Introducing the TAG

Henry S. Thompson
School of Informatics
University of Edinburgh
W3C Technical Architecture Group
28 March 2011

1. The World Wide Web Consortium

Founded by Tim Berners-Lee to sustain the value of the Web for everyone and "lead the Web to its full potential"

Hosted by MIT in US, Keio University in Japan and ERCIM in Europe

~60 employees, about half working remotely

Over 400 members: organisations and companies

Recently awarded substantial support from ISOC

Standards work carried out by Working Groups made up of member representatives and invited experts

100s existing Recommendations, dozens in progress from >50 WGs

Mostly 'horizontal' technologies

2. The Technical Architecture Group of the W3C

Originally the Director (Tim B-L) was responsible for maintaining consistency across activities

As the Consortium grew and the scope of its activities enlarged, this task became impossible

The TAG was established eight years ago to pick up and broaden this task

3. TAG membership

Tim Berners-Lee ex officio

Three appointed members

Five elected

Plus Yves Lafon, staff contact

Weekly 'phone conferences, four face-to-face meetings yearly

4. Architecture of the World Wide Web

A grandiose concept

A document

5. Grandmother observations about the Web

"Global naming leads to global network effects"

"To benefit from and increase the value of the World Wide Web, agents should provide [http:] URIs as identifiers for resources"

6. More from Grandma Webarch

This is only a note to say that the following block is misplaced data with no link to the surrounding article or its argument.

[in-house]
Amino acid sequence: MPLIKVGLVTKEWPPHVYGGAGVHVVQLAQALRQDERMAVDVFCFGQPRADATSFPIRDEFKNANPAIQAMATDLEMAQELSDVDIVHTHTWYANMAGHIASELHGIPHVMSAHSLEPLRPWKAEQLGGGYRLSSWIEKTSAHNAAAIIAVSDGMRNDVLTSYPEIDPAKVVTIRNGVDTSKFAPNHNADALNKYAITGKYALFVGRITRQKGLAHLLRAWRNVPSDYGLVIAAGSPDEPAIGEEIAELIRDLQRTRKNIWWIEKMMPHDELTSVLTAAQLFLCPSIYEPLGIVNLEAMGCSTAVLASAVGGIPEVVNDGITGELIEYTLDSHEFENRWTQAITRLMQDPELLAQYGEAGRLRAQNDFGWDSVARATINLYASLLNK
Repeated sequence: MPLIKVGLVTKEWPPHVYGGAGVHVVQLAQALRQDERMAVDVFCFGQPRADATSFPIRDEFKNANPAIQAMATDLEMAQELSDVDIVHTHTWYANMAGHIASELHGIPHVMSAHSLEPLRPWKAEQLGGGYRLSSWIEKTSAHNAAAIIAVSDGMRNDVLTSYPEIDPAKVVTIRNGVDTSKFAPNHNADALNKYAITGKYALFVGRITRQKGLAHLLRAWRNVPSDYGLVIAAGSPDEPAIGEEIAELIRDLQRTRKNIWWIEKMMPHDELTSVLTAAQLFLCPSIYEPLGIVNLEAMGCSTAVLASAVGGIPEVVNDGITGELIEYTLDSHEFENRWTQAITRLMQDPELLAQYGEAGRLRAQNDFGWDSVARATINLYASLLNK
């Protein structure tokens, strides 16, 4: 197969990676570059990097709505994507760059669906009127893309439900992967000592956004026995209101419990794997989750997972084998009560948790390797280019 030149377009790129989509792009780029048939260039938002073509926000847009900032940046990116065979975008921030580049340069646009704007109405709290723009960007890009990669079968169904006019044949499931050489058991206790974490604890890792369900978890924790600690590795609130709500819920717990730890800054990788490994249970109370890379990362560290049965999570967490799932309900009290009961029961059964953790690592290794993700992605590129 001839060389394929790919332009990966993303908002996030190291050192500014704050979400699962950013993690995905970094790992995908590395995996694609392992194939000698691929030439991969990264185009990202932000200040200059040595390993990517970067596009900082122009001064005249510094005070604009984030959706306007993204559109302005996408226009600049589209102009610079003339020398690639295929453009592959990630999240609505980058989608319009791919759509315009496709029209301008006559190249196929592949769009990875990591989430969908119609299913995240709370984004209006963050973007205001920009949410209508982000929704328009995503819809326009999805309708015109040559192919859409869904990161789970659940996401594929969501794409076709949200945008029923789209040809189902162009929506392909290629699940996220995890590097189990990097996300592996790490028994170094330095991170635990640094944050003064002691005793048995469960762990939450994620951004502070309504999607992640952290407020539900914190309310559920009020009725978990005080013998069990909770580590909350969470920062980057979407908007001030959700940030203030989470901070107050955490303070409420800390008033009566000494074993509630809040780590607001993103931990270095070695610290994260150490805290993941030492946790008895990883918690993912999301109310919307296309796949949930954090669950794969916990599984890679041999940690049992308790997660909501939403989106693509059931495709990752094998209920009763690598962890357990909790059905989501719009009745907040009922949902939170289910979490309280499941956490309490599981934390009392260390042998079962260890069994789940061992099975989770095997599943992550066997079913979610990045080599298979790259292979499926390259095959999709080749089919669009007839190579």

It's good for the ownership of a name (URI) to be manifest in the form of that URI

"A URI owner should not associate arbitrarily different URIs with the same resource."

"Agents do not incur obligations by retrieving a representation."

"A URI owner should provide representations of the resource it identifies"

7. In a nutshell

The Web works because you can

8. The TAG and the IETF

So far I've talked about how we see ourselves

WebArch was (mostly) squarely within W3C territory

Some overlap is unavoidable

But it needs to be recognised and managed

9. TAG priorities

The TAG has organised its current activities under four broad headings:

  1. The future of HTML
  2. Privacy
  3. Web Application Architecture
  4. Core Mechanisms of the Web

This list is broadly in line with the W3C's own stated priorities:

  1. Powerful Web Apps
  2. Data and Service Integration
  3. Web of Trust
  4. Television, Mobile and the Web of Devices
  5. One Web for All

10. The rise and rise of port 80

HTTP, HTML and the browser have come to increasingly dominate the Internet

Tensions and problems have arisen because HTTP, HTML and the browser were not designed to be a distributed application delivery platform

11. New areas for Web/Internet Architecture

All but the first of the following (relatively) new webapps-related TAG issues are, it seems to us, IAB issues as well: